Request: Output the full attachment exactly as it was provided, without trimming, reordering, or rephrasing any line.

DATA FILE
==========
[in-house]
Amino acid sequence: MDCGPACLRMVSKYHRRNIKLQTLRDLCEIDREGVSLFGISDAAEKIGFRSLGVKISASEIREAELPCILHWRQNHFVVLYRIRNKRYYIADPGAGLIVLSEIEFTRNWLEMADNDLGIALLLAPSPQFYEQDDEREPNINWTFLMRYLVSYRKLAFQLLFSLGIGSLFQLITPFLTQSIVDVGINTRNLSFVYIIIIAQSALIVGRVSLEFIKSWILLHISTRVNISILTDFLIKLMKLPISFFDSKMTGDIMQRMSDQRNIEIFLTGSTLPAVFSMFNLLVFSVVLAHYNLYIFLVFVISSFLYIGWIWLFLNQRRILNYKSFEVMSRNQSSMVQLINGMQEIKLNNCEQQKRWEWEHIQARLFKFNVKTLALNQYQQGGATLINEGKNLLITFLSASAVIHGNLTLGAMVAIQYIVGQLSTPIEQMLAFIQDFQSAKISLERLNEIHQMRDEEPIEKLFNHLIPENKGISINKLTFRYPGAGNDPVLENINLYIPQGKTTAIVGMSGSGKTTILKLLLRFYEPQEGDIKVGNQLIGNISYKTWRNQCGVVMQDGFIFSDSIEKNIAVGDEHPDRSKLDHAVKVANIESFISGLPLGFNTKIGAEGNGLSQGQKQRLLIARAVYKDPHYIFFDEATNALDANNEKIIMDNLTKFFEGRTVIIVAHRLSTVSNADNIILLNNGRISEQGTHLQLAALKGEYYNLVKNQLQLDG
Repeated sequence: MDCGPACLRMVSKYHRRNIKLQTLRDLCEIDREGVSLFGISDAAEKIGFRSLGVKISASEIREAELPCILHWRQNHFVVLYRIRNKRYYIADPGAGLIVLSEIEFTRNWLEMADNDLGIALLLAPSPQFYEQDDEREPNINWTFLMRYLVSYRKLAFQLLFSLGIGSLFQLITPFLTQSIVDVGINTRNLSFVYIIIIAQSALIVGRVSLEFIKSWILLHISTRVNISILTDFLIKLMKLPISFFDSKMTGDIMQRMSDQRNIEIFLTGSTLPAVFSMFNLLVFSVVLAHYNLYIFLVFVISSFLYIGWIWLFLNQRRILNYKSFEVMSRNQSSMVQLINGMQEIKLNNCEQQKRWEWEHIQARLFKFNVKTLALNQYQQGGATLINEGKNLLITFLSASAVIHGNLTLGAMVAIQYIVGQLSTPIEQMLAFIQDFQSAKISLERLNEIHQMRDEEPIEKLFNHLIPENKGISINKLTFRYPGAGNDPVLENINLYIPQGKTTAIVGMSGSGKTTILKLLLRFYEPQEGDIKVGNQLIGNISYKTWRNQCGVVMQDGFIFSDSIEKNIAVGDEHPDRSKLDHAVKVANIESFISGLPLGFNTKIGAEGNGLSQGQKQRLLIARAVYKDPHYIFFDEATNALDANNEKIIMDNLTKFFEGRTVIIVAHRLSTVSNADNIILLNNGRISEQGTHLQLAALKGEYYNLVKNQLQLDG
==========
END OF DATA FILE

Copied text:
[in-house]
Amino acid sequence: MDCGPACLRMVSKYHRRNIKLQTLRDLCEIDREGVSLFGISDAAEKIGFRSLGVKISASEIREAELPCILHWRQNHFVVLYRIRNKRYYIADPGAGLIVLSEIEFTRNWLEMADNDLGIALLLAPSPQFYEQDDEREPNINWTFLMRYLVSYRKLAFQLLFSLGIGSLFQLITPFLTQSIVDVGINTRNLSFVYIIIIAQSALIVGRVSLEFIKSWILLHISTRVNISILTDFLIKLMKLPISFFDSKMTGDIMQRMSDQRNIEIFLTGSTLPAVFSMFNLLVFSVVLAHYNLYIFLVFVISSFLYIGWIWLFLNQRRILNYKSFEVMSRNQSSMVQLINGMQEIKLNNCEQQKRWEWEHIQARLFKFNVKTLALNQYQQGGATLINEGKNLLITFLSASAVIHGNLTLGAMVAIQYIVGQLSTPIEQMLAFIQDFQSAKISLERLNEIHQMRDEEPIEKLFNHLIPENKGISINKLTFRYPGAGNDPVLENINLYIPQGKTTAIVGMSGSGKTTILKLLLRFYEPQEGDIKVGNQLIGNISYKTWRNQCGVVMQDGFIFSDSIEKNIAVGDEHPDRSKLDHAVKVANIESFISGLPLGFNTKIGAEGNGLSQGQKQRLLIARAVYKDPHYIFFDEATNALDANNEKIIMDNLTKFFEGRTVIIVAHRLSTVSNADNIILLNNGRISEQGTHLQLAALKGEYYNLVKNQLQLDG
Repeated sequence: MDCGPACLRMVSKYHRRNIKLQTLRDLCEIDREGVSLFGISDAAEKIGFRSLGVKISASEIREAELPCILHWRQNHFVVLYRIRNKRYYIADPGAGLIVLSEIEFTRNWLEMADNDLGIALLLAPSPQFYEQDDEREPNINWTFLMRYLVSYRKLAFQLLFSLGIGSLFQLITPFLTQSIVDVGINTRNLSFVYIIIIAQSALIVGRVSLEFIKSWILLHISTRVNISILTDFLIKLMKLPISFFDSKMTGDIMQRMSDQRNIEIFLTGSTLPAVFSMFNLLVFSVVLAHYNLYIFLVFVISSFLYIGWIWLFLNQRRILNYKSFEVMSRNQSSMVQLINGMQEIKLNNCEQQKRWEWEHIQARLFKFNVKTLALNQYQQGGATLINEGKNLLITFLSASAVIHGNLTLGAMVAIQYIVGQLSTPIEQMLAFIQDFQSAKISLERLNEIHQMRDEEPIEKLFNHLIPENKGISINKLTFRYPGAGNDPVLENINLYIPQGKTTAIVGMSGSGKTTILKLLLRFYEPQEGDIKVGNQLIGNISYKTWRNQCGVVMQDGFIFSDSIEKNIAVGDEHPDRSKLDHAVKVANIESFISGLPLGFNTKIGAEGNGLSQGQKQRLLIARAVYKDPHYIFFDEATNALDANNEKIIMDNLTKFFEGRTVIIVAHRLSTVSNADNIILLNNGRISEQGTHLQLAALKGEYYNLVKNQLQLDG